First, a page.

You can recognize these people when they rail against the liberals who are protecting perverts in one breath and then rail against feminists who say rape is common (even among us) in the next breath.

Those who scream "women lie about rape" and "innocent until proven guilty" suddenly have a lump in their throat when the defendant is "one of those people" or they suddenly believe the crime statistics they like to mock when they find a way to use those statistics to prove how dangerous certain groups of men really are.

What is consistent in both of these visions is a disregard for thorough investigations which respect the legal rights of all involved. In the first vision, rape victim's rights are immaterial, in the second, it is foreign defendants whose rights are immaterial.

In the first vision future victims of serial sex offenders are on their own unless and until the defendant is convicted. In the second vision all future victims must be protected from those who haven't been convicted of any crime.

When a feminist expresses frustration at a rapist walking free, she is clearly a man hater according to those with rape double vision. When someone with rape double vision expresses frustration at a rapist walking free, he or she expects everyone to accept that they are clearly only concerned about public safety.

The benefit to rape double vision is you don't have to see the full scope of the problem. For many having a distorted vision is more comfortable and comforting. When someone quotes the rape statistics from RAINN and says that 1 in 6 American women are victims of sexual assault, double vision gives people a way to not think about what that really means.

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posted by Marcella Chester @ 10:18 AM   0 comments links to this post

Monday, August 27, 2007

For Those Who Dismiss Acquaintance Rape

Too many people make a snap judgment that acquaintance rape is less traumatic than stranger rape, but as this case in Norfolk, Virginia shows, people we know can be as brutal as any stranger.

The woman is in the hospital and listed as being critical condition due to head trauma and William Stancil III is currently being held without bond.

Unfortunately, many people will assume this victim is at least partly to blame for knowing someone who would do something like this.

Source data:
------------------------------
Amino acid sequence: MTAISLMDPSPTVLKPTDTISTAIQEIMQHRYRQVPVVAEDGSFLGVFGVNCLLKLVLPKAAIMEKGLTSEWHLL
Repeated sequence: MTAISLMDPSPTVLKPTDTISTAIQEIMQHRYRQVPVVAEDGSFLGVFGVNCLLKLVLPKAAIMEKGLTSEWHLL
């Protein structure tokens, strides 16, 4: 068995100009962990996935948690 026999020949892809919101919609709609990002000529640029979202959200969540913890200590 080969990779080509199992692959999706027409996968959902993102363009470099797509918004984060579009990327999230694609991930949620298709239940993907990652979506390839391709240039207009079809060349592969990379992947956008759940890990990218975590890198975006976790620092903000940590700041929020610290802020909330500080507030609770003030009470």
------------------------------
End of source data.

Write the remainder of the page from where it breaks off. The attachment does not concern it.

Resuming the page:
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posted by Marcella Chester @ 9:47 PM   0 comments links to this post

Marj: Caring Blogger Award Recipient

I've been slightly distracted for the last couple of days, but this post by Marj of Survivors Can Thrive reminded me that some bloggers don't blog from an easy perspective yet still show how much they care about helping others.

Their efforts need to be applauded and not taken for granted. So even though Marj is taking a break to take care of herself, she is my next honoree. She was one of the first bloggers I discovered when I started exploring the previously unknown blogosphere and she is the founder of the Carnival Against Child Abuse.

Thanks, Marj and keep on caring.


Caring Blogger logo


Here are the guidelines for this meme (please include in all posts related to this meme):


1. You don't have to wait to get tagged to join in.

2. Write a post with links to 1 or more blogs written or co-written by a blogger who makes you care. (up to 5 per post) Tell us what the blogger makes you care about and why this blogger is effective at getting you to care. If there are more than 5 blogs you read that deserve this award or you want to focus on one blog at a time, wait a while then give out more awards.

3. Link to this post so that people can easily find the origin and the purpose of the meme.

4. Optional: Once you are tagged you may display the ‘Caring Blogger Award’ logo.


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posted by Marcella Chester @ 12:10 AM   1 comments links to this post

Sunday, August 26, 2007

Women's Equality Day August 26

This day which began in 1970 commemorates the same day in 1920 when women were given the right to vote in the USA.

This is a good reminder that those who say woman have always been equal in the US either don't know anything about history or they hope you don't know anything about history.

It's so interesting when people who say they are against women's rights talk about flipping the situation in a way that implicitly acknowledges the injustices women faced and sometimes still face.

Men who wish for a return to the good old days when women had no legal rights don't want to be treated like that, oh, no. Give them patriarchy or give them death.

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posted by Marcella Chester @ 3:50 PM   0 comments links to this post

No Recall Hot Chocolate Rape

So often when people talk about wannabe rapists spiking drinks, we think about bars and booze and careless women taking "obvious" risks, but Harry William Barkas, 45, of Melbourne, Australia is accused of spiking women's hot chocolate with sedatives. And not just once or twice.

He has been charged with 51 offenses against 24 different victims from 1991 to 2004. Abduction, rape and assault.